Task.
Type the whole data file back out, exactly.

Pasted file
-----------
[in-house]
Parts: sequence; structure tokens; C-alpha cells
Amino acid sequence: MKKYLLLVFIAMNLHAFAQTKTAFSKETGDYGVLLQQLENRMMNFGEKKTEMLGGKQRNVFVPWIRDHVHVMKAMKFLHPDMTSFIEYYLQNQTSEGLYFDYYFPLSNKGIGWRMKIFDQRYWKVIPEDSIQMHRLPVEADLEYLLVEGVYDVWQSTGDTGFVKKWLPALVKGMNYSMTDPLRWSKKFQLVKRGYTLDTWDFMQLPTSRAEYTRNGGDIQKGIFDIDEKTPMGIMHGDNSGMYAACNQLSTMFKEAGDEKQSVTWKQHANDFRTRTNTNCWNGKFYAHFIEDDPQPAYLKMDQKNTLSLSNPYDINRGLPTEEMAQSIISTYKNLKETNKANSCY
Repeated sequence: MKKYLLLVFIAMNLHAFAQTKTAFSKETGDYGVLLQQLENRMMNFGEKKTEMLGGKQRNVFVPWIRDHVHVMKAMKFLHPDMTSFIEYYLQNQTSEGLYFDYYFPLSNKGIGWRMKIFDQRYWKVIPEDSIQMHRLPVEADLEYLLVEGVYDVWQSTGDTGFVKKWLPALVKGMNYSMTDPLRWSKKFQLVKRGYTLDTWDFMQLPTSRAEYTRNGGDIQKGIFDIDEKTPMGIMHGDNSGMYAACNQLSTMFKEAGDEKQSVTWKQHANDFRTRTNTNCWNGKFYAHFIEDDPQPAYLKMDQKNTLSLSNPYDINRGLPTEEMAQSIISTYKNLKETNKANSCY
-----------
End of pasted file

[in-house]
Parts: sequence; structure tokens; C-alpha cells
Amino acid sequence: MKKYLLLVFIAMNLHAFAQTKTAFSKETGDYGVLLQQLENRMMNFGEKKTEMLGGKQRNVFVPWIRDHVHVMKAMKFLHPDMTSFIEYYLQNQTSEGLYFDYYFPLSNKGIGWRMKIFDQRYWKVIPEDSIQMHRLPVEADLEYLLVEGVYDVWQSTGDTGFVKKWLPALVKGMNYSMTDPLRWSKKFQLVKRGYTLDTWDFMQLPTSRAEYTRNGGDIQKGIFDIDEKTPMGIMHGDNSGMYAACNQLSTMFKEAGDEKQSVTWKQHANDFRTRTNTNCWNGKFYAHFIEDDPQPAYLKMDQKNTLSLSNPYDINRGLPTEEMAQSIISTYKNLKETNKANSCY
Repeated sequence: MKKYLLLVFIAMNLHAFAQTKTAFSKETGDYGVLLQQLENRMMNFGEKKTEMLGGKQRNVFVPWIRDHVHVMKAMKFLHPDMTSFIEYYLQNQTSEGLYFDYYFPLSNKGIGWRMKIFDQRYWKVIPEDSIQMHRLPVEADLEYLLVEGVYDVWQSTGDTGFVKKWLPALVKGMNYSMTDPLRWSKKFQLVKRGYTLDTWDFMQLPTSRAEYTRNGGDIQKGIFDIDEKTPMGIMHGDNSGMYAACNQLSTMFKEAGDEKQSVTWKQHANDFRTRTNTNCWNGKFYAHFIEDDPQPAYLKMDQKNTLSLSNPYDINRGLPTEEMAQSIISTYKNLKETNKANSCY